Google Health has teamed up with the HHS Agency for Healthcare Research and Quality (AHRQ) to pilot an online tool that helps patients build a visit plan for their upcoming healthcare visit. The project was detailed in a Google blog post published yesterday, but subsequently removed by the tech company until it was republished this afternoon with no substantial changes.
So far only available "to a limited number of people in the United States," the tool is built on a list of recommended questions and other resources developed by AHRQ, according to the post. It allows users to ask questions about their upcoming encounter or select from a list of questions such as "What is this test for?"
With this, the tool provides a visit plan via print or email that helps patients remember what to ask the clinician, as well as a list of medications, lab results or other materials that they'll need to have on hand.
In the post, Google wrote that its tool is private and secure, and that the company does not store any of its users' health information. It also does not require users to sign into a Google account, and is accessible when users conduct a Google Search for their provider. The company said that it plans to expand the tool's availability to more users in the future.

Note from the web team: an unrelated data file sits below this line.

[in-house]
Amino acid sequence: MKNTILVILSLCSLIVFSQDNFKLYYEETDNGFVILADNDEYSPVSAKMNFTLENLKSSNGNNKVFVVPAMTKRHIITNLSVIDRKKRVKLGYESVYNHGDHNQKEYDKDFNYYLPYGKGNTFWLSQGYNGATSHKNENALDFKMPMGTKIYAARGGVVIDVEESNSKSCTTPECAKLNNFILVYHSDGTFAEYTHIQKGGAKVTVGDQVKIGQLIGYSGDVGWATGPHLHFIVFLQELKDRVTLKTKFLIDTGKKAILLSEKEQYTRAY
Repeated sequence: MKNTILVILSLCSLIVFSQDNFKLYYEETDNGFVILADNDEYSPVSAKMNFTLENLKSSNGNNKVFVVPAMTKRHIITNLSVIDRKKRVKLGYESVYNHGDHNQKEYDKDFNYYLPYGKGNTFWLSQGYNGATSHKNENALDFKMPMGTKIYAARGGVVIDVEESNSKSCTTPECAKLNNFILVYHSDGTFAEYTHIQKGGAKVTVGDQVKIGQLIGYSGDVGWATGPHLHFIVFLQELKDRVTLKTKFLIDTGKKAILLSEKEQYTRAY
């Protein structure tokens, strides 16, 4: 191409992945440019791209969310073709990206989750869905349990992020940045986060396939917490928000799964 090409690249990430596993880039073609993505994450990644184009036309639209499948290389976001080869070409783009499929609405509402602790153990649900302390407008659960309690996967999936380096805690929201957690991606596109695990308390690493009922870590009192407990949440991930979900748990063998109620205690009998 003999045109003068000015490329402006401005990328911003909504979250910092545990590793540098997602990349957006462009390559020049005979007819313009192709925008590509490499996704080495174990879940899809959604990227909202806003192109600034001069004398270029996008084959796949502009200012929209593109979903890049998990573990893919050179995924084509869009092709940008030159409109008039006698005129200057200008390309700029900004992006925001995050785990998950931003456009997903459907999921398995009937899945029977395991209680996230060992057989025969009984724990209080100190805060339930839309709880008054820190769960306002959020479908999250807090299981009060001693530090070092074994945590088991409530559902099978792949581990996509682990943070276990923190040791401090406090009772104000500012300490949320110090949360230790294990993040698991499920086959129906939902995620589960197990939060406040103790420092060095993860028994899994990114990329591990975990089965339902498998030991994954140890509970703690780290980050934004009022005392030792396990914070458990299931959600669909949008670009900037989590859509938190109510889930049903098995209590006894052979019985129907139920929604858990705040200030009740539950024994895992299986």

WHAT'S THE IMPACT?
Patient engagement has long been tied to improved outcomes. Google and AHRQ's tool aims to encourage users to educate or prepare themselves so that they may make the most of their time in the doctor's office. It also seeks to open up an active dialogue between the patient and their practitioner, which has similarly been shown to increase the quality of their care.
“Patients who prepare for medical visits by prioritizing their questions, strengthen their role as members of their own health care team,” Dr Jeffrey Brady, director of the Center for Quality Improvement and Patient Safety at the AHRQ, said in a statement quoted in the blog.
“This helps clinicians maximize their time with patients so they can better address their most critical health needs. Clinicians appreciate that healthcare can be more efficient, effective, and higher quality when they work together with patients.”
THE LARGER TREND
The project looks to be a spiritual successor to Question Builder, the app-based version of AHRQ's pre-visit guidance that the agency released for free early last year. In addition to informational resources, that app also used the smartphone's camera to help patients photograph and upload important documents for their visit.
Online pre-visit resources have also been published over the years by well-known providers like the Cleveland Clinic and other government agencies like the National Institute on Aging. Peerwell and Johnson & Johnson have also developed proprietary digital tools to help patients prepare and plan for operations.
This pilot project comes alongside a range of consumer-facing projects from the Google Health team and others under the Alphabet umbrella. In 2020, many of these efforts have centered on COVID-19, such as a Google Maps update that displays the prevalence of COVID-19 in a given area, or its high-profile contact-tracing API project with Apple.